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Irena Peritz papers

Document | Digitized | Accession Number: 1995.A.1064

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    Irena Peritz papers

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    The Irena Peritz papers include her autograph book, diary, and memoir documenting her friendships in Lvov and Borysław and her family’s experiences in the Borysław ghetto and labor camp and in hiding. The papers also include letters from Janka and Niuta Teicher documenting their experiences in the Drohobycz labor camp and Dachówczarnia brick factory.
    The autograph book includes signatures, poems, and drawings by Irena Peritz’s friends in Lvov and Borysław.
    Correspondence consists of letters written by Janka and Niuta Teicher in the Dachówczarnia labor camp in Drohobycz to Irena Peritz in Borysław. The letters describe the selection process that brought them from Borysław to Drohobycz, life in the camp, and work at the brick factory.
    Peritz’s diary describes her experiences in the Borysław labor camp and in hiding following the camp’s liquidation and her liberation. The book Irena's Diary: My Wartime Memories includes Peritz’s account of her experiences during the Holocaust, translations of some of Irena Peritz’s diary entries, and reproductions of photographs of Peritz and her family and friends.
    The photographic materials series comprises photocopies of two photographs of Janka and Niuta Teicher, one with Irena Peritz and one with family friend Nela Egert.
    inclusive:  1940-circa 2004
    Collection Creator
    Irena K. Peritz
    Irena Peritz was born in 1928 in Borysław (now Ukraine) to Jozef (1896‐1991) and Rozalia Koretz (1897‐
    1984). She lived in Warsaw with her parents and sister Olga and moved to Lvov and then Borysław following the German invasion of Poland. When Germany invaded the Soviet Union, the family was forced into the Borysław ghetto and then the Borysław labor camp. They survived the last months of the war in hiding. Irena moved to Canada in 1949.
    Janka and Niuta Teicher lived in Borysław with their parents. They were forced to vacate their house in 1941 and went into hiding. In 1943, after being denounced, they were taken to the Dachówczarnia labor camp in Drohobycz. When the family was selected for further deportation, Janka, Niuta, and their parents committed suicide.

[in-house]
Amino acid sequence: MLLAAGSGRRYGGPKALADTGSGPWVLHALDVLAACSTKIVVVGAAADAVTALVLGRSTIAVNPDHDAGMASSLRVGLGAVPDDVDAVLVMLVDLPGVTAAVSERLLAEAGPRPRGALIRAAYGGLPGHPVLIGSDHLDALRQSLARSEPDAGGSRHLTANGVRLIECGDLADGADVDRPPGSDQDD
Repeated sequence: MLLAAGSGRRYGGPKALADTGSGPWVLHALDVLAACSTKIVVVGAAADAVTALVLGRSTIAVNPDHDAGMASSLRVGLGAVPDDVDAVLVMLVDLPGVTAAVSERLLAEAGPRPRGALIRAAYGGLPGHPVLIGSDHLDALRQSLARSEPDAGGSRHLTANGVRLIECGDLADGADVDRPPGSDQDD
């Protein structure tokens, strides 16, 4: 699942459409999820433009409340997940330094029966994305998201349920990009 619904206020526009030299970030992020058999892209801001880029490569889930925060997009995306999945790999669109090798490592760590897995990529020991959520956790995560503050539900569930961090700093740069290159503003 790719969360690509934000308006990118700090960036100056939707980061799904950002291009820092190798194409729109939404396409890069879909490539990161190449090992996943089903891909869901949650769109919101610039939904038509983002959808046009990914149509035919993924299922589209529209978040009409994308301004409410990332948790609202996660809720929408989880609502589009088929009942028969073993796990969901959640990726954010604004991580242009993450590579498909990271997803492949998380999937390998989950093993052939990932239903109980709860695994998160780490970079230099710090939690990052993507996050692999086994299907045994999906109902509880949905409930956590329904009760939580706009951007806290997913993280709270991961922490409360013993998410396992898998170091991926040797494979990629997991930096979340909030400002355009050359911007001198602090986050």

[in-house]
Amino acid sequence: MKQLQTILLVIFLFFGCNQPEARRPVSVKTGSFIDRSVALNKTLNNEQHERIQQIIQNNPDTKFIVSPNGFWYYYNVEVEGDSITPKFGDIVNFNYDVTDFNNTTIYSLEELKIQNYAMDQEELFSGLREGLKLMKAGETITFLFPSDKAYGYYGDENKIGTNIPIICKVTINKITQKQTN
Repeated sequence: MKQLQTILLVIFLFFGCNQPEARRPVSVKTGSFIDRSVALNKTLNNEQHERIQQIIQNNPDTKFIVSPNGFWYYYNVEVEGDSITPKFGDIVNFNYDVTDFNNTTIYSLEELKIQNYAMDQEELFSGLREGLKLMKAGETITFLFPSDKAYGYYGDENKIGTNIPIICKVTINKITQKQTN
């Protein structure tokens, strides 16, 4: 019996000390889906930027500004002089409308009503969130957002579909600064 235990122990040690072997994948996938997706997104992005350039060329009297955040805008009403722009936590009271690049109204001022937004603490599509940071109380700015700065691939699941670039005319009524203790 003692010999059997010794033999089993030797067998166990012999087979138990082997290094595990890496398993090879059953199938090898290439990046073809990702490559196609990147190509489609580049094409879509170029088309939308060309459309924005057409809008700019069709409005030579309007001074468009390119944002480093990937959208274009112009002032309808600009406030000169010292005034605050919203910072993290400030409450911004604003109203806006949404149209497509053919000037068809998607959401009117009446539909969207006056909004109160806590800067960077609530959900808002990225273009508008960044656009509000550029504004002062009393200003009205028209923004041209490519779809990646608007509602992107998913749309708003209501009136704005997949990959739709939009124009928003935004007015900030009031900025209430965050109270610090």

Physical Details

    English Polish
    7 folders
    System of Arrangement
    The Irena Peritz papers are arranged as four series: I. Autograph book, 1940-1946, II. Correspondence, 1943, III. Personal narratives, 1943-1944, approximately 2004, IV. Photographic materials, [1937, 1941], 1995

    Rights & Restrictions

    Conditions on Access
    There are no known restrictions on access to this material.
    Conditions on Use
    The donor, source institution, or a third party has asserted copyright over some or all of these material(s). The Museum does not own the copyright for the material and does not have authority to authorize use. For permission, please contact the rights holder(s).

    Keywords & Subjects

    Administrative Notes

    Irena Peritz donated the Irena Peritz papers to the United States Holocaust Memorial Museum in 1995 and 2006. The accession formerly cataloged as 2006.434 has been incorporated into this collection.
    Funding Note
    The cataloging of this collection has been supported by a grant from the Conference on Jewish Material Claims Against Germany.
    The accessibility of this collection was made possible by the generous donors to our crowdfunded Save Their Stories campaign.
    Special Collection
    Save Their Stories
    Primary Number
    Record last modified:
    2024-04-11 13:18:51
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